what's my line?
A few weeks ago a friend of mine who is a print designer asked me if I'd have a problem taking a job from Phillip Morris. It was a tough question. He had been offered a project and wasn't sure what to do. My best answer was really that it would probably depend upon the specifics of the project.
I'm in the middle of a project now for a major big-box retailer that has probably the worst image of any retailer in the country. Technically, I'm working for a company that's working for another company that's working for the retailer. That may make it seem better, but I'm not sure if it is. Now, the job in no way is doing anything to claim that they're something that they aren't. But I have to say, the reaction from friends when I tell them what I'm working on is never anything like "oh wow, that's great".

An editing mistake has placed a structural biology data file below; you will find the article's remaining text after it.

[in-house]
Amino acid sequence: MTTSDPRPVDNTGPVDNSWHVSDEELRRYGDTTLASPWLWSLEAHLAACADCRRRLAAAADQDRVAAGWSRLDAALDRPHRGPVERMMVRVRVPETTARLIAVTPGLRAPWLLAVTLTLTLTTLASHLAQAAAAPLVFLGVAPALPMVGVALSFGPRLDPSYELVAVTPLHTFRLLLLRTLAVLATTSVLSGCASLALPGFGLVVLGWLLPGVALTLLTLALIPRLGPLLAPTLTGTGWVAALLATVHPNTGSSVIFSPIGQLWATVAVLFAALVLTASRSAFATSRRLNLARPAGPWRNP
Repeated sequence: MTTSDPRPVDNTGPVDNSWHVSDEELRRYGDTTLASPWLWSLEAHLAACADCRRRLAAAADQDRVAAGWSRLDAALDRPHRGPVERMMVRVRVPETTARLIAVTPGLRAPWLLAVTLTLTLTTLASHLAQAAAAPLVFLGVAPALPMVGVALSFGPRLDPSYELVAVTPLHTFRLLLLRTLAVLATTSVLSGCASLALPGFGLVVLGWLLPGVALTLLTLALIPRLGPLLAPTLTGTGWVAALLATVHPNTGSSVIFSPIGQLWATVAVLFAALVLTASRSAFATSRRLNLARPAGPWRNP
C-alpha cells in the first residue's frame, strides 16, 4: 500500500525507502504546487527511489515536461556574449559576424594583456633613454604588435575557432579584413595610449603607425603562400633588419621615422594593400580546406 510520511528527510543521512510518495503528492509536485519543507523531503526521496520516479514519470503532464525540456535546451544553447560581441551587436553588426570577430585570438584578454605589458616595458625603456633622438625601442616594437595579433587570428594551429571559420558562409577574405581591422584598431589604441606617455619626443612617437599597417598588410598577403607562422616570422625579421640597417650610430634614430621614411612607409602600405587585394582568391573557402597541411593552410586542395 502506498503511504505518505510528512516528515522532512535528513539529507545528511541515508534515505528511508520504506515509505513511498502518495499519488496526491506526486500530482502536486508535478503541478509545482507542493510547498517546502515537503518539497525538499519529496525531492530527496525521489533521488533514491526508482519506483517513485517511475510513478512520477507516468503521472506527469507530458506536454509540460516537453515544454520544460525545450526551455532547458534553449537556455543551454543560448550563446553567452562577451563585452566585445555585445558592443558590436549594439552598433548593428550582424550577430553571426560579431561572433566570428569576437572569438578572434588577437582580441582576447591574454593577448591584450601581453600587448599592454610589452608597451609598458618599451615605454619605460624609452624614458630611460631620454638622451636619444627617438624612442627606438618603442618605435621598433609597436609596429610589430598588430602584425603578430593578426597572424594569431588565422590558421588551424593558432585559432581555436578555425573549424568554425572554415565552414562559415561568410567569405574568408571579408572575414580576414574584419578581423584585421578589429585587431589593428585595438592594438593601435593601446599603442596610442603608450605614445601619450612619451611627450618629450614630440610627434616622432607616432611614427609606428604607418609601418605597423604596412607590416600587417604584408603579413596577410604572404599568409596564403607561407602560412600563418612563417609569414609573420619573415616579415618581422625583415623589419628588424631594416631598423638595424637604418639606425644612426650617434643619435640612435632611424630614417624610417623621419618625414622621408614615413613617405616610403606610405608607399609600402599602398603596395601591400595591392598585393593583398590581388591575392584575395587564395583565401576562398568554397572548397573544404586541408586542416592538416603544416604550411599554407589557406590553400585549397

When I did the gig in February for NBC Olympics, one of my jobs was to do the on-air packaging for the "ExxonMobil Energy of the Games" segment of the broadcast. Is that any worse? Why did I feel okay doing that, when I wouldn't have been comfortable doing a spot that said "ExxonMobil, friend of the environment"? I would not accept a job from Fox News Channel (it doesn't look like they've ever hired a designer anyway), yet I would jump at the chance to do some work for the Fuel network, which has some of the best design out there. Fuel is owned by Fox. Is there a difference?
As a consumer, its a little easier. I don't eat at places like Cracker Barrel or Wendy's (or is it okay now to eat at Wendy's since Dave Thomas is no longer around?), but, oops, I bought gas at Chevron the other day. Its hard to keep track. I recycle my plastic and glass and paper, but I drive a 1998 pickup. I give a fair amount to charity, but I don't give to every worthy charity that asks. Where do you draw the line?
My best answer is that I do what I can, but I'm far from perfect. I try to be responsible, and hopefully the good outweighs the bad. But am I only walking the line?